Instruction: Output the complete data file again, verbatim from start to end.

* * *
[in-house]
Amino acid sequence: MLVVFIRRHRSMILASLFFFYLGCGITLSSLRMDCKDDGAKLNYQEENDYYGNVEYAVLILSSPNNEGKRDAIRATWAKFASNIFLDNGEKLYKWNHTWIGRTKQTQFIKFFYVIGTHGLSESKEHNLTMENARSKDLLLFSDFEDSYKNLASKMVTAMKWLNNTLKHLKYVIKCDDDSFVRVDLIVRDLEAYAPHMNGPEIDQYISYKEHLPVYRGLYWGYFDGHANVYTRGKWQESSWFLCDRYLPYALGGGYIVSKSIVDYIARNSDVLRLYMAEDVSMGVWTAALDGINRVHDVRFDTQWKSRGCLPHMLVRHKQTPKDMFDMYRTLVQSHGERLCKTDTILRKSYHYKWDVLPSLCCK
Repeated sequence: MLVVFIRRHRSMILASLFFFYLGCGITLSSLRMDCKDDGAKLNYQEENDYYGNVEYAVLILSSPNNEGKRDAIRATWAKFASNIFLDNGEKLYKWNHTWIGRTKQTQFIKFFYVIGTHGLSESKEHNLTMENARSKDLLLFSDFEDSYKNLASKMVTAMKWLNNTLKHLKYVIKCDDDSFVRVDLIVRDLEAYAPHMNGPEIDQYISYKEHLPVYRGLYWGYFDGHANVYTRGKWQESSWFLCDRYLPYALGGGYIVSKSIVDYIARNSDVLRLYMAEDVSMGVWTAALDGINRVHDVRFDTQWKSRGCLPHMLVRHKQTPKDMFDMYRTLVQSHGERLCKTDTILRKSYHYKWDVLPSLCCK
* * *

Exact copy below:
[in-house]
Amino acid sequence: MLVVFIRRHRSMILASLFFFYLGCGITLSSLRMDCKDDGAKLNYQEENDYYGNVEYAVLILSSPNNEGKRDAIRATWAKFASNIFLDNGEKLYKWNHTWIGRTKQTQFIKFFYVIGTHGLSESKEHNLTMENARSKDLLLFSDFEDSYKNLASKMVTAMKWLNNTLKHLKYVIKCDDDSFVRVDLIVRDLEAYAPHMNGPEIDQYISYKEHLPVYRGLYWGYFDGHANVYTRGKWQESSWFLCDRYLPYALGGGYIVSKSIVDYIARNSDVLRLYMAEDVSMGVWTAALDGINRVHDVRFDTQWKSRGCLPHMLVRHKQTPKDMFDMYRTLVQSHGERLCKTDTILRKSYHYKWDVLPSLCCK
Repeated sequence: MLVVFIRRHRSMILASLFFFYLGCGITLSSLRMDCKDDGAKLNYQEENDYYGNVEYAVLILSSPNNEGKRDAIRATWAKFASNIFLDNGEKLYKWNHTWIGRTKQTQFIKFFYVIGTHGLSESKEHNLTMENARSKDLLLFSDFEDSYKNLASKMVTAMKWLNNTLKHLKYVIKCDDDSFVRVDLIVRDLEAYAPHMNGPEIDQYISYKEHLPVYRGLYWGYFDGHANVYTRGKWQESSWFLCDRYLPYALGGGYIVSKSIVDYIARNSDVLRLYMAEDVSMGVWTAALDGINRVHDVRFDTQWKSRGCLPHMLVRHKQTPKDMFDMYRTLVQSHGERLCKTDTILRKSYHYKWDVLPSLCCK